Syria violence uproots displaced families again

by Omar Haj Kadour
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Children stand in the back of a truck as their father, Abu Ismail, prepares to evacuate them from the jihadist-held town of Maaret al-Numan in Syria's Idlib province

Thin mattresses, children's toys, a gas heater: Abu Ismail packed a pick-up truck with scant belongings before fleeing a northwest Syria town nearly emptied of residents by recent regime attacks.

"I don't know where I am going, if I will find a house for my family, or what will happen to us," the 42-year-old father of seven told AFP, plumes of smoke rising around him.

Tens of thousands of people like Abu Ismail have fled the Maaret al-Numan region, located in jihadist-held Idlib province, since December 16, following a rise in air strikes, according to the United Nations.

Thousands more are still trying to leave violence-plagued southern Idlib towards safer areas further north, but steady bombing has made the exit both dangerous and difficult, the UN says.

"I don't even wish this on our enemies," Abu Ismail said of the air strikes pummelling his hometown.

The Damascus government, which controls nearly 70 per cent of Syria, has repeatedly vowed to take back Idlib from Hayat Tahrir al-Sham (HTS), a jihadist alliance led by Syria's former al-Qaeda affiliate.

Despite a ceasefire announced in August, it has intensified attacks in recent weeks and more than 280 civilians have been killed -- over 40 just in recent days.

Ground clashes with jihadists and allied rebels have also flared, leaving more than 170 dead on both sides.

The escalation has left Maaret al-Numan in ruins, with mangled metal rods, shattered glass and chunks of rubble strewn across the ground.

Bombed-out storefronts and crumbling buildings spill onto empty sidewalks.

Several health facilities have shut down, bakeries have closed and schools have mostly been suspended since late November, according to the UN's humanitarian agency OCHA.

- 'Happening all over again' -

The Idlib region hosts some three million people, more than half of whom have been displaced by years of violence in other parts of Syria.

Abu Ossama is one of them.

The 29-year-old arrived in Maaret al-Numan around two years ago after fleeing Homs province, now under the control of government forces.

Along with his wife and four children, he is once again throwing furniture, clothes and appliances into a pick-up truck.

"The same sequence is happening all over again," he told AFP.

"We are heading towards the unknown, with no house, no shelter and no assistance."

He spoke to AFP as rescue workers known as the White Helmets helped him empty his apartment in Maaret al-Numan.

The rescue group had also arranged a vehicle to drive the man and his family to safety.

"We are leaving today under shelling, fearing the warplanes that never leave the sky," Abu Ossama said.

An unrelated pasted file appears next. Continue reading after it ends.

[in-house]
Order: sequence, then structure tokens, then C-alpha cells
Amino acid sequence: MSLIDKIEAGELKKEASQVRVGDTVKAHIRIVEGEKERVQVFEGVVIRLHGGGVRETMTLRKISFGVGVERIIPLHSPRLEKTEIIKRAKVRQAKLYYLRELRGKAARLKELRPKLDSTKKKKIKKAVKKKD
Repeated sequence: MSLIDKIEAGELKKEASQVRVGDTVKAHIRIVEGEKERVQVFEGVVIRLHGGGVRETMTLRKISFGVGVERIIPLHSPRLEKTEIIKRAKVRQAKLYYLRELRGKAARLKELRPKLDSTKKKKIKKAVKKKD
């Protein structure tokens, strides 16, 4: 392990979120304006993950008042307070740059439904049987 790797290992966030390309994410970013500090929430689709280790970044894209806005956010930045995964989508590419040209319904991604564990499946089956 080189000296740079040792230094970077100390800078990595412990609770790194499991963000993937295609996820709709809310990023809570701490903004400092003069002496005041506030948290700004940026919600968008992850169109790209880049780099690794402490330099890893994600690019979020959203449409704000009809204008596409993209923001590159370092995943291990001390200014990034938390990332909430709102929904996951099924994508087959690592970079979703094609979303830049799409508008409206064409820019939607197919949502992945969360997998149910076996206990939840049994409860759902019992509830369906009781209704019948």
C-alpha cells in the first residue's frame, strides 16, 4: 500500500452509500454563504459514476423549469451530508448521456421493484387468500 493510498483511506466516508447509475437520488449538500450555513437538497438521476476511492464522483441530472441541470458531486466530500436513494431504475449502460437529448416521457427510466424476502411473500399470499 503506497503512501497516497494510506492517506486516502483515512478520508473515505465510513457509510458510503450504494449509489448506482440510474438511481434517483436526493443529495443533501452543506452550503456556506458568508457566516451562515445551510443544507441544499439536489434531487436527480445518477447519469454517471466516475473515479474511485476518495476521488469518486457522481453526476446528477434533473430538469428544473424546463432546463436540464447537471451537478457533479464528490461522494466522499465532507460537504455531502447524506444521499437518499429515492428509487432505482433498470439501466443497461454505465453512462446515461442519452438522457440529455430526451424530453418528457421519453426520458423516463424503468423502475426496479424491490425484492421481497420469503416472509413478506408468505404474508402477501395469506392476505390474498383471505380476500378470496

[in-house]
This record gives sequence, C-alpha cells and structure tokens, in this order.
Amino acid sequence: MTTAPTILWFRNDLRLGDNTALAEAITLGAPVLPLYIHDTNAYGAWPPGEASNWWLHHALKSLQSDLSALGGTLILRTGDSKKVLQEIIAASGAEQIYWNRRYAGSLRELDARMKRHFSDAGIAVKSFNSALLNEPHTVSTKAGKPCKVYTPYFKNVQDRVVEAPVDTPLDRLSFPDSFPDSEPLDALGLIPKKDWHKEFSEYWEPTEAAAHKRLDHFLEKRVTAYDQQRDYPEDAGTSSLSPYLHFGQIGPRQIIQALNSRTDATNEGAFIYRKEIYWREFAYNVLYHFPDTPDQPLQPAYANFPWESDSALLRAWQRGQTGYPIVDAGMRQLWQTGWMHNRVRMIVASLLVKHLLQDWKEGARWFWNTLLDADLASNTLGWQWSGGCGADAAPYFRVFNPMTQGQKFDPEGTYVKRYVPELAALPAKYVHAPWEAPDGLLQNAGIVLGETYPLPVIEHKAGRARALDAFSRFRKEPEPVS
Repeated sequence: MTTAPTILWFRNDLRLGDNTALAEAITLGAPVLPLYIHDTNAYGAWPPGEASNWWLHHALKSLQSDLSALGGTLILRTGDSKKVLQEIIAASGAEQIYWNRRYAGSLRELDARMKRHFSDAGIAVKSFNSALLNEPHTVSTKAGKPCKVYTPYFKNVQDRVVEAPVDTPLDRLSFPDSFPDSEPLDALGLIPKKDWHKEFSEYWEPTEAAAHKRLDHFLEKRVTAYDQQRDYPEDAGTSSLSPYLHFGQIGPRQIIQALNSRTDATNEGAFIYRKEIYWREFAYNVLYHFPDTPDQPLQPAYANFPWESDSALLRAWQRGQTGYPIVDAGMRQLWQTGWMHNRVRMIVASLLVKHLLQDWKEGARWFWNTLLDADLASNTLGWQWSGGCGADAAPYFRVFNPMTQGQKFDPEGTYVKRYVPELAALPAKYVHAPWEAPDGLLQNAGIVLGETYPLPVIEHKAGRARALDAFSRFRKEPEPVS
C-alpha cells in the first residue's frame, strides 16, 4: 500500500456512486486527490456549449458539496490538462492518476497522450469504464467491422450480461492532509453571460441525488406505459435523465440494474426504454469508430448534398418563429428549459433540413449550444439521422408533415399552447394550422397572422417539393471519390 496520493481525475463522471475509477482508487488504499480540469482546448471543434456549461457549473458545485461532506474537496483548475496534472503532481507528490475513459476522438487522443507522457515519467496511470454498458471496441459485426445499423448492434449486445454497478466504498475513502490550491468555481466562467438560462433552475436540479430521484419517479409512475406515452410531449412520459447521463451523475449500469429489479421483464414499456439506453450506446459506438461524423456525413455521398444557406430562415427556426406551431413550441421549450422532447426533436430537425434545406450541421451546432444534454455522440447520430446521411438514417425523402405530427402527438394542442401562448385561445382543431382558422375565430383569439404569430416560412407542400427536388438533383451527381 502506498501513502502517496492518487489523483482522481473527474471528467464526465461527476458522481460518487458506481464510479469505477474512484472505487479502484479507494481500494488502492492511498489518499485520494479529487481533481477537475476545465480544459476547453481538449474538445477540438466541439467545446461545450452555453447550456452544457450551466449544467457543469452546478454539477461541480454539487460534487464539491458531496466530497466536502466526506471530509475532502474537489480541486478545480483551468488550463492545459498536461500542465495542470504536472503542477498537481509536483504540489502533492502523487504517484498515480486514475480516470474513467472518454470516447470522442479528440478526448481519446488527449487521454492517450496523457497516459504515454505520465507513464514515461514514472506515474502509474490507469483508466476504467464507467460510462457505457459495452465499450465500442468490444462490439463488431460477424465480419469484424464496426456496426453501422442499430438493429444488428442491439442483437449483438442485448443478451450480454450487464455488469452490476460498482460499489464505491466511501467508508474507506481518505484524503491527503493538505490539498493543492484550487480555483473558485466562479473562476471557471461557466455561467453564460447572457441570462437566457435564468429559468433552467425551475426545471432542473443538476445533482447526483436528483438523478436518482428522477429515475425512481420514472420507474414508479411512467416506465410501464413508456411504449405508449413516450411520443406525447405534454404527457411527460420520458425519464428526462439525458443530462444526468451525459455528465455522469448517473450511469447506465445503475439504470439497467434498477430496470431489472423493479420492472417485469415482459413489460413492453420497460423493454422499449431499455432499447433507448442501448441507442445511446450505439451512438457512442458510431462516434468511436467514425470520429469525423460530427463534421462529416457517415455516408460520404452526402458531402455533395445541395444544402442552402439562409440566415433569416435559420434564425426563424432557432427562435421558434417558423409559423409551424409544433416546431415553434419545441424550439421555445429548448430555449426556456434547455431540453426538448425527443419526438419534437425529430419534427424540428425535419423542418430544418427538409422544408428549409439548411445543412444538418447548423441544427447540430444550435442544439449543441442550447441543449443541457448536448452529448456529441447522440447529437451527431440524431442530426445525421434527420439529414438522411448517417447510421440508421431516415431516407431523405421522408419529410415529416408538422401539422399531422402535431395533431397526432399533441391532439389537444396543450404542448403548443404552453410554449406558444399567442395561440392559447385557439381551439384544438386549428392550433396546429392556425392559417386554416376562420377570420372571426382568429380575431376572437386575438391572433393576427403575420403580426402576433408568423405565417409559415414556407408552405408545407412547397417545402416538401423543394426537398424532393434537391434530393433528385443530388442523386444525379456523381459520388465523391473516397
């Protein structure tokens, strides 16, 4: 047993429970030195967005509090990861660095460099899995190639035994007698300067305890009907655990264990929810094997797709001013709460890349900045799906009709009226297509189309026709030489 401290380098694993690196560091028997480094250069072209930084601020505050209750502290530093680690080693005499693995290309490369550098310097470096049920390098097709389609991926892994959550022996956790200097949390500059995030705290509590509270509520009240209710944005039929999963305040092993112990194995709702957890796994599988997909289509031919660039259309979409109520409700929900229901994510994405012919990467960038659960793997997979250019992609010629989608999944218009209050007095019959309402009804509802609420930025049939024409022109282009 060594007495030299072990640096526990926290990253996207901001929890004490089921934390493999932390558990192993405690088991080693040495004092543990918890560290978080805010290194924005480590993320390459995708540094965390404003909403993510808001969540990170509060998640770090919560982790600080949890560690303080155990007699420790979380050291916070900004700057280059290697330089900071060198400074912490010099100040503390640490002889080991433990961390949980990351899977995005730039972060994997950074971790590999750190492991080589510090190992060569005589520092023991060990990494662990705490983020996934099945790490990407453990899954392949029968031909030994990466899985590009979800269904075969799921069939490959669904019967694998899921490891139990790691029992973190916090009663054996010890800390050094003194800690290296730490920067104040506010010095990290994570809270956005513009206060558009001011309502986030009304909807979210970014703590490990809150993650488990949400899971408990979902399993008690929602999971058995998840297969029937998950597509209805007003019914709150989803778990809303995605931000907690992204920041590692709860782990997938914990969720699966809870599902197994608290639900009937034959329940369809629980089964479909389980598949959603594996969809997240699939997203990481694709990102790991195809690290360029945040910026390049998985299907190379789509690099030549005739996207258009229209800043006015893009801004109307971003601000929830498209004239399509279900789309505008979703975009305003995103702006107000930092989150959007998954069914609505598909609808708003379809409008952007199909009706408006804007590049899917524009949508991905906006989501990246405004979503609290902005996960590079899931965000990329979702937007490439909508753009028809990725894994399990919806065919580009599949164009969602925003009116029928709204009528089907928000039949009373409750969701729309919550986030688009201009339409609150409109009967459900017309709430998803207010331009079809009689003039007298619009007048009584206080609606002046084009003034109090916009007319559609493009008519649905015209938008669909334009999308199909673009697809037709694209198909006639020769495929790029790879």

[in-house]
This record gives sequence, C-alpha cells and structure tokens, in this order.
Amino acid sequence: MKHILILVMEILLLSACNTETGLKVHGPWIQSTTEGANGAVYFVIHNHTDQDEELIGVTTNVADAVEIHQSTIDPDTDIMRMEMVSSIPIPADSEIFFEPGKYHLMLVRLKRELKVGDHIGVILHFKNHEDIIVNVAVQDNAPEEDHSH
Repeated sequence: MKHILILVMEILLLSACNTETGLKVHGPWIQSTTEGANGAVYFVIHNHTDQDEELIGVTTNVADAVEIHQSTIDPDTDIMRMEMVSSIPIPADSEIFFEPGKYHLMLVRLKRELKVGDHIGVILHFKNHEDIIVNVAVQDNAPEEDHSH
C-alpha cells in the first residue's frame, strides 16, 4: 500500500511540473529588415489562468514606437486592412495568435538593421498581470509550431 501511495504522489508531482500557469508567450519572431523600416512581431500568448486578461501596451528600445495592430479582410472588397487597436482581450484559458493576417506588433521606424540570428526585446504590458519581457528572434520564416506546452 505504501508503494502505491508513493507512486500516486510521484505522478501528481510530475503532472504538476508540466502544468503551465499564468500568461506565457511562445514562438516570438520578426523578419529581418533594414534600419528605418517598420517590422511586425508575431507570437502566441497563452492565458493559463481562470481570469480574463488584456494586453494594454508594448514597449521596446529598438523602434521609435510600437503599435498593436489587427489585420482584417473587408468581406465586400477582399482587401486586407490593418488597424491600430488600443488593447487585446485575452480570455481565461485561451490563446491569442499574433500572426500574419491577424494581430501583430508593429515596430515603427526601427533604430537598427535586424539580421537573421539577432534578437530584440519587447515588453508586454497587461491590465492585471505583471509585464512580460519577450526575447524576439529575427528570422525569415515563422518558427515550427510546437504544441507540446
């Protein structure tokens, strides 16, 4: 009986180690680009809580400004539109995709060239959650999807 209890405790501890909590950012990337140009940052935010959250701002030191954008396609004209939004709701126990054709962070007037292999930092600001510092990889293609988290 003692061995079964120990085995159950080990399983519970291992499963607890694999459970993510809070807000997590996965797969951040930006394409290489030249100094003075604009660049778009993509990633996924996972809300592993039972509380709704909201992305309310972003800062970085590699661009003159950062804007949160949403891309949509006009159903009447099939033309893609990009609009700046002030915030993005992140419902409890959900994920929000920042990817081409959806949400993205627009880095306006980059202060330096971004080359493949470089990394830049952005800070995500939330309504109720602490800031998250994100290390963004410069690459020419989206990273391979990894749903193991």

"We don't know what danger is waiting for us on the road."

Many of those fleeing Maaret al-Numan are heading to over-stretched camps further north, near the border with Turkey.

Others are taking shelter in schools, reception halls and mosques in Idlib city and other urban centres far away from the fighting, according to OCHA.

The mass displacement could not come at a worse time of year, as heavy winter rains flood squalid camps for the displaced.

- 'Die of hunger' -

Russia and China on Friday vetoed a UN Security Council resolution that would have extended for a year cross-border aid deliveries to four million Syrians, many of them in the Idlib region.

The move, slammed by the United States and aid groups, raised fears that UN-funded assistance could stop entering opposition-held parts of Syria from January unless an alternative agreement is found.

Four million Syrians, including many in Idlib, directly benefit from the deliveries, among a total of 11 million receiving international aid inside the country eight years into its devastating war.

"We only eat and drink when we receive help," said Hassan Abu Wael who has been living in a displacement camp in northern Idlib since he fled Maaret al-Numan two months ago.

"If aid stops reaching us because of Russia, while we live inside flooded camps, then we will bid farewell to this world."

Nearby, 60-year-old Umm Abdo expressed a similar concern.

"You want the people to die of hunger?" she asked rhetorically.

Children stand in the back of a truck as their father, Abu Ismail, prepares to evacuate them from the jihadist-held town of Maaret al-Numan in Syria's Idlib province

The children of Abu Ismail ride in the back of a truck as they flee bombardment in Maaret al-Numan

A building destroyed in a recent reported air strike on a residential district of Maaret al-Numan

Abu Ossama carries a sack of belongings as he prepares to flee Maaret al-Numan

White Helmet rescue volunteers help Abu Ossama pack his belongings into a truck